Re-searching Shunk

September 15, 2014

I am transcribing an old journal from the Battle for Baltimore written by an young Francis R. Shunk. In 2001, a small manuscript containing the writing of Francis Rawn Shunk (1788-1848) was found along with various ephemera in the Marguerite Archer Collection housed in San Francisco State University’s J. Paul Leonard Library. This seventy-page manuscript contains Shunk’s observations from September 5 to November 3, 1814. And my work will likely follow that time frame two hundred years later. Born in the rural village of Trappe, in Montgomery County Pennsylvania, he was the son of a poor farmer and his wife. Shunk struggled to educate himself. His parents, although unable to spare his time contributed to farm work, provided him with a loving home. Shunk’s childhood and youth were mostly devoted to manual farm labor.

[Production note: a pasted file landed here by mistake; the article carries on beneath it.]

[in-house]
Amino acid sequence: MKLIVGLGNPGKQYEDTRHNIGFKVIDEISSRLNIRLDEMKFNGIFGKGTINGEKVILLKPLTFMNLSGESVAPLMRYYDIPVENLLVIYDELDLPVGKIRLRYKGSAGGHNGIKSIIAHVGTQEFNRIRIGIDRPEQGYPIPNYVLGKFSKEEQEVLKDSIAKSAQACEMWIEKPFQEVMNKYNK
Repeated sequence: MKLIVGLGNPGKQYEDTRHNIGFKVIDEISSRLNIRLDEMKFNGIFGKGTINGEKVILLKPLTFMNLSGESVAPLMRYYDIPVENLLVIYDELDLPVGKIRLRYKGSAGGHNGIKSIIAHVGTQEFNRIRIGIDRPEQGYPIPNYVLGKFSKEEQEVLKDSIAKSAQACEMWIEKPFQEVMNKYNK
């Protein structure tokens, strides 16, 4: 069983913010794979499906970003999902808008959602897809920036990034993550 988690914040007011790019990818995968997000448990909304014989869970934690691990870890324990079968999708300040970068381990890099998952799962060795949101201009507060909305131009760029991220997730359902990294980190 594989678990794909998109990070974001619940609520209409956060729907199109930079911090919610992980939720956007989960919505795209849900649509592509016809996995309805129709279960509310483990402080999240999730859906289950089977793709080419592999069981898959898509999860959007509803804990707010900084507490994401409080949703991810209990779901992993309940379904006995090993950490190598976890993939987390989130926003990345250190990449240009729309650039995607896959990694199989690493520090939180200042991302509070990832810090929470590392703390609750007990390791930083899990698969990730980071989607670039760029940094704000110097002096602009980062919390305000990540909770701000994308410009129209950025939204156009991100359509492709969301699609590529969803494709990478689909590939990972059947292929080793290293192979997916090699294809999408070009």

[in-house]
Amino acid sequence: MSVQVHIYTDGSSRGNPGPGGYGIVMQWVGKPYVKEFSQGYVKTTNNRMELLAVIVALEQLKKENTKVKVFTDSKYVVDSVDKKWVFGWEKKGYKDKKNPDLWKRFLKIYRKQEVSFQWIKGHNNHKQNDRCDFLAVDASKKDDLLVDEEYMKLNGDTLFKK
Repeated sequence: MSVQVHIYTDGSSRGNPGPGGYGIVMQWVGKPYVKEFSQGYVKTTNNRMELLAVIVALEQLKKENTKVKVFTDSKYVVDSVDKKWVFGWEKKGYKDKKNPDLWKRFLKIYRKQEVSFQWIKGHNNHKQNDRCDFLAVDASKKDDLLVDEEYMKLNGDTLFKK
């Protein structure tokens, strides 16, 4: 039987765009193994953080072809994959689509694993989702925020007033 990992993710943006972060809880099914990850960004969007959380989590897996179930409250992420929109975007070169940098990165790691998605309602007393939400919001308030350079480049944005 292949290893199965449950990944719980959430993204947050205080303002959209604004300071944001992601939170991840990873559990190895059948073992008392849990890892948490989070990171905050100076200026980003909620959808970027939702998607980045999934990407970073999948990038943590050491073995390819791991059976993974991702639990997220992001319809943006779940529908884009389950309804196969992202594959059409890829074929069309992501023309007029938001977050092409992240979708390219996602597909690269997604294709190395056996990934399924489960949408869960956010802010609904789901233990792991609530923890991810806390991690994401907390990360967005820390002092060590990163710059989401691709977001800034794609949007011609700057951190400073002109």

Shunk was kind, industrious, and devoted to self-improvement. He recognized the need to cultivate an advantageous patron in order to climb out of grinding poverty. He attended a common school in Trappe. When he was fifteen years old, Shunk was hired as an instructor at that common school. He worked as a teacher during the few months of the year that the school was in session, and the rest of the time he worked as a farm laborer. Books were rare. Francis read each book that his hands reached with deep interest, not lounging on a sofa or around a marble center-table brightly illumined with an astral lamp, but often in a chimney corner, by the light, which a wood-fire or its embers reflected. What he read he pondered until it became part of his mental being.

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